This month’s Pacific Islands legend comes from Tonga. The story can be found in the book, Po Fananga, Folk Tales of Tonga by Tupou Posesi Fanua. Enjoy!
Origin of the Tukunga Kauta
Once upon a time there was a Tu’i Tonga (king) whose mind was not at peace, so he ordered that the beautiful soothing rhythm of the ula dance should be beaten for him to hear. This was done as he commanded, but the people became very tired of beating the drums. So they all decided that they would stand in a row, and that when one was tired, he would hand the drumstick to the next person, while he, himself rested.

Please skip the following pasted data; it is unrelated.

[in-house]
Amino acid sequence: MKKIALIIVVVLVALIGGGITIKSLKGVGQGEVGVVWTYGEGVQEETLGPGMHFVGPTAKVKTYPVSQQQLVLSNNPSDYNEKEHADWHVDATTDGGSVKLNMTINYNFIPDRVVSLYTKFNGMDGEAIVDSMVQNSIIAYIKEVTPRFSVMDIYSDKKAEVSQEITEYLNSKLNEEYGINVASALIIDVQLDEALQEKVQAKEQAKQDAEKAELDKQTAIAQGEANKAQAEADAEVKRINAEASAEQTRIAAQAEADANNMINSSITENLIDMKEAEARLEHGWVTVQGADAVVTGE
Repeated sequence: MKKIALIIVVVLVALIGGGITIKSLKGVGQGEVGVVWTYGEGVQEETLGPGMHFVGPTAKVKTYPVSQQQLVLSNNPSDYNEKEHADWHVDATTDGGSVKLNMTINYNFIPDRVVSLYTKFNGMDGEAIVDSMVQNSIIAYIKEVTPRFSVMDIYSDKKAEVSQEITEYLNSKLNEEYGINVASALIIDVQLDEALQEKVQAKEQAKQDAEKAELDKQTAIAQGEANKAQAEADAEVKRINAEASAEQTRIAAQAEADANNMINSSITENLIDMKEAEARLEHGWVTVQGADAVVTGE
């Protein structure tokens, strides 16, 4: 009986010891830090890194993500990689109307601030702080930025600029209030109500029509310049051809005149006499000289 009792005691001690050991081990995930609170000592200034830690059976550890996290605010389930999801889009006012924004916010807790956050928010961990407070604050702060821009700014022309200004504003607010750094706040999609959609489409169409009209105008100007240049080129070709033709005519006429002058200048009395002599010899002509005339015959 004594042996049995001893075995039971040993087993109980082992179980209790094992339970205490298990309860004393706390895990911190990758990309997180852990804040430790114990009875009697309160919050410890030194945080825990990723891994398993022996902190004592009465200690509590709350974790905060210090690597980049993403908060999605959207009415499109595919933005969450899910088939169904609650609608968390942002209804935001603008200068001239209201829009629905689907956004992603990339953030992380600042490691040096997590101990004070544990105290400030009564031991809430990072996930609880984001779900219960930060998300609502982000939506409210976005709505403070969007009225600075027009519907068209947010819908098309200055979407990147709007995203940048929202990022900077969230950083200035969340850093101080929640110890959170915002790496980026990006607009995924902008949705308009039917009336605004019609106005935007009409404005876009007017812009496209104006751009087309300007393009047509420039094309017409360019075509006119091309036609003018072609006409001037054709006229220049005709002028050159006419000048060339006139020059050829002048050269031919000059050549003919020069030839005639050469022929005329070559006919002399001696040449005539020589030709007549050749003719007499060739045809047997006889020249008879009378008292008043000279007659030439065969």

In this village (called Niutoua) there was a traditional spirit who pitied the people; his name was Mofitaita’u (Rare fever of the year). He came and took his place behind the last man in the row. When the poor man in front of him became so tired that he could hardly hold the drumstick, Mofitaita’u took it from his hand and the man fell down and went to sleep.
Mofitaita’u continued the beating. When he knew everyone was fast asleep, he ran away with the drumstick.
When the people awakened, they chased him, but by this time he had reached the shore. He thrust the drumstick into a rock and disappeared, and today that place is known as Tukunga Kauta (Place of the drumstick).
This was the last time Mofitaita’u was seen and also of the drumstick. The people were no longer made to beat the rhythm of the ula, so they were happy once more.